Purveyors of fine taste and highly influential in the home video arena, Criterion releases a few select titles per month in a wide array of genres. You know that if a movie gets a Criterion edition that it will be remastered and transferred beautifully, plus they scour the earth for bonus content on top of their original extras. Their recent releases have been quite eclectic, from Hitchcock’s Rebecca to Kubrick’s Barry Lyndon, to one of my all-time favorites, Blow Up. Two titles I’ll be checking into next month are Andrei Tarkovsky’s sci-fi epic Stalker and a recent supernatural film with Kristen Stewart called Personal Shopper. Be on the lookout for Barnes and Noble’s 50 percent off Criterion sale which usually happens twice a year.
Founded in 1981, Vestron Video was a successful indie company that released titles from the Time-Life library and B-movie studio Cannon Films. Thanks to their success, the company started Vestron Pictures in 1986, which lasted through the end of the decade and had a major hit with Dirty Dancing. Lionsgate acquired the rights to their catalog in 2004 and have released numerous Vestron titles. Since 2016, Lionsgate created the Vestron Vintage video brand to reissue fun B-movies from that company and other ‘80s indies like Concorde and Trimark Pictures. What’s great about this brand is they take the Criterion approach to cult titles, much like Scream Factory and Arrow Video.
A classic cult film finally getting the Blu-ray treatment is Parents (1989), a ‘50s-era horror story directed by Bob Balaban with an unnerving ambient score by Jonathan Elias and perky jazz orchestrations from David Lynch composer Angelo Badalamenti. Young Michael (Bryan Madorsky) is socially awkward and has a vivid imagination. He suspects there is something wrong with his cheery and creepy suburban parents (Randy Quaid and Mary Beth Hurt) and the weird meat they feed him. His investigation into their activities sets a strange course of events in motion. This is horror with black comedy touches. Vestron honors it with generous extras, including an audio commentary with Balaban and producer Bonnie Palef, isolated music cues and a composer interview, and numerous featurettes including interviews with Hurt and screenwriter Christopher Hawthorne who offer different interpretations of the film.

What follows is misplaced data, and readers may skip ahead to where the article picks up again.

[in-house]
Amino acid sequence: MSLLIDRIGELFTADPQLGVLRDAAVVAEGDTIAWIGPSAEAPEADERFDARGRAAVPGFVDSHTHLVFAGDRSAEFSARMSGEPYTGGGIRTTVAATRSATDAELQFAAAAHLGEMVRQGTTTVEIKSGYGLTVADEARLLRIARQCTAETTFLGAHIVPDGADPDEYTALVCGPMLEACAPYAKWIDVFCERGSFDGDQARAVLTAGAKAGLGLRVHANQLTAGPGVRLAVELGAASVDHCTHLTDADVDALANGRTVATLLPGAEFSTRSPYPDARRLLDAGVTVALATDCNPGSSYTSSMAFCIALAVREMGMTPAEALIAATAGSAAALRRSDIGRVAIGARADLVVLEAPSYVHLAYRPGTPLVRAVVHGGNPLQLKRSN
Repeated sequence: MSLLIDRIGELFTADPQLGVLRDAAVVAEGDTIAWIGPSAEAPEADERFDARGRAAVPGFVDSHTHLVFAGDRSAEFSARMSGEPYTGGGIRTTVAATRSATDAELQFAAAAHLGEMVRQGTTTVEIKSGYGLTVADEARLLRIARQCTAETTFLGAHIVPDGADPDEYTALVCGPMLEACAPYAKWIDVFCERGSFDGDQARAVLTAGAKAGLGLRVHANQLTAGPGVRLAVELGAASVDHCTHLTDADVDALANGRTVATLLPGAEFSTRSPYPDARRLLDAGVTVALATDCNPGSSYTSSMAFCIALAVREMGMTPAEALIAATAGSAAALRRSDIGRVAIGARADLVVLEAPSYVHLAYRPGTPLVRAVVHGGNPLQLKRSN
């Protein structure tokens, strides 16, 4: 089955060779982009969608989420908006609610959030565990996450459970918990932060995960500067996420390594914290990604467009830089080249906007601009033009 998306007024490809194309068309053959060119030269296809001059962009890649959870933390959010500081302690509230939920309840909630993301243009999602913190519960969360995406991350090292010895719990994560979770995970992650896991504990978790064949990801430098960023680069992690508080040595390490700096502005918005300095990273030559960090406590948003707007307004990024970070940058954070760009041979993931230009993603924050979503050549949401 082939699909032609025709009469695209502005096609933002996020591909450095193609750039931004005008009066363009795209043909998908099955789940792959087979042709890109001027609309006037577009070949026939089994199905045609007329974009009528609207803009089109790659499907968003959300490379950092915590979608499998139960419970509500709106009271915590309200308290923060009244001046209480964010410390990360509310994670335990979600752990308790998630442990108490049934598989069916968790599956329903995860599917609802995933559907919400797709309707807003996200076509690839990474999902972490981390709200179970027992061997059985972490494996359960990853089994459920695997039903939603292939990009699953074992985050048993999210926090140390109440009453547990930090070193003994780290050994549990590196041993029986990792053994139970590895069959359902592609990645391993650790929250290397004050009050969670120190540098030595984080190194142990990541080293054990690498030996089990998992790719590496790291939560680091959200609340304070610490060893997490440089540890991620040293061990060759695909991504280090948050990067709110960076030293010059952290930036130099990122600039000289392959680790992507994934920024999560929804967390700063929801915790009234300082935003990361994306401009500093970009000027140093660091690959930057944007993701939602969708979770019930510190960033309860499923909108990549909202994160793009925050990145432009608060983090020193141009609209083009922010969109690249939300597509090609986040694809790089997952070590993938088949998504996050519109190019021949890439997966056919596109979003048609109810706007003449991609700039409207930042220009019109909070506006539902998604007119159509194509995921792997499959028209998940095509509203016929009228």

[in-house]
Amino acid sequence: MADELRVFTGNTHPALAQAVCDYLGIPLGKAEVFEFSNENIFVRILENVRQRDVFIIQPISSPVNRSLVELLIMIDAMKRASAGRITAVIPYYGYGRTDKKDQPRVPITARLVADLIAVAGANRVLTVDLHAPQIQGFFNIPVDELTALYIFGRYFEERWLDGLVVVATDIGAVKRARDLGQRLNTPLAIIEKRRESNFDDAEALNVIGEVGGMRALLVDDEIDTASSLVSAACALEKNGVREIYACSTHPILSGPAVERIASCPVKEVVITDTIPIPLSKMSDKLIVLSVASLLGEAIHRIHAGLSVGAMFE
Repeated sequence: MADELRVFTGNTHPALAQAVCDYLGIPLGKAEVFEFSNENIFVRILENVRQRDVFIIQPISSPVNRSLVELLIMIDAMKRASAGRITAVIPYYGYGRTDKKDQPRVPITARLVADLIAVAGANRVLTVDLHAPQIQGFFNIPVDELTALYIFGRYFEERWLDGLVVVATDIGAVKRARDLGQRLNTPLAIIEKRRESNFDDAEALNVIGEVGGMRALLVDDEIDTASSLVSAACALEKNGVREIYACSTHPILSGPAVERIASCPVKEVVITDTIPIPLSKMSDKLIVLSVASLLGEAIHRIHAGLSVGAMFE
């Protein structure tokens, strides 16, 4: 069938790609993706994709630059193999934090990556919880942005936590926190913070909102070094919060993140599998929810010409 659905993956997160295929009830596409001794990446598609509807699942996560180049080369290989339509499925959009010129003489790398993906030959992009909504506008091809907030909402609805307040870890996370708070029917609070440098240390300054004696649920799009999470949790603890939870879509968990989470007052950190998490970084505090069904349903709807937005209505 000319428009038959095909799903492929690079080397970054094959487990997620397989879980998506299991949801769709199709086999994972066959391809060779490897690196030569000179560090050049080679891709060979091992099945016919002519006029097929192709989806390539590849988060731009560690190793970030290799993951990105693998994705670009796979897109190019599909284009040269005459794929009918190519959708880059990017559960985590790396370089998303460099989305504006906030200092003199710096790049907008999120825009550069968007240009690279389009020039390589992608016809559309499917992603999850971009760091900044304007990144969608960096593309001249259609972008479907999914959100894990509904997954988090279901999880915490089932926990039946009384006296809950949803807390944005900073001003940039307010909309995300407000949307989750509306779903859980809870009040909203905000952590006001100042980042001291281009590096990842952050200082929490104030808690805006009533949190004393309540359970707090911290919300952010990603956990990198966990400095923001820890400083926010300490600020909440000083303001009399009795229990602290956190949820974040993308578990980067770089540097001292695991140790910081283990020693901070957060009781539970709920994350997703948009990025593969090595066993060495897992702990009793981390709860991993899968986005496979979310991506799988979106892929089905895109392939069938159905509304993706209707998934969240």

A couple of cult flicks that have also received an HD upgrade are Waxwork (1988) and Waxwork II: Lost In Time (1991), both starring Zach Galligan of Gremlins fame and directed by Anthony Hickox (Hellraiser III). In the first installment, a group of students visit a monster-oriented wax museum and one by one get sucked into a different display. Each one plays out the staged scenario in real-life with grisly results. Two survivors return in the sequel and one when is accused of murder, they must go back in time to prove her innocence.
Unfortunately, the also have to contend with the evil Lord Scarabus (Alexander Godunov). The first movie is the better of the two (hey, it’s got David Warner and Patrick Macnee), and it gets a six-part feature chronicling its production. The latter receives an audio commentary from Galligan and Hickox. These are the kinds of fun, overacted, low budget horror flicks from the ‘80s that I have a soft spot for, as do many other fear fiends.
If you’re a fan of the outrageous work of director Ken Russell (The Who’s Tommy), you should get a kick out of Lair Of The White Worm (1989), starring Amanda Donohoe (L.A. Law) playing a high priestess to a giant worm burrowing beneath the English countryside and near the manor of a British Lord played by Hugh Grant. Soon one of the locals is plucked for a virgin sacrifice, which leads to trouble. It’s dark, campy fun with the crazy touches one expects from Russell.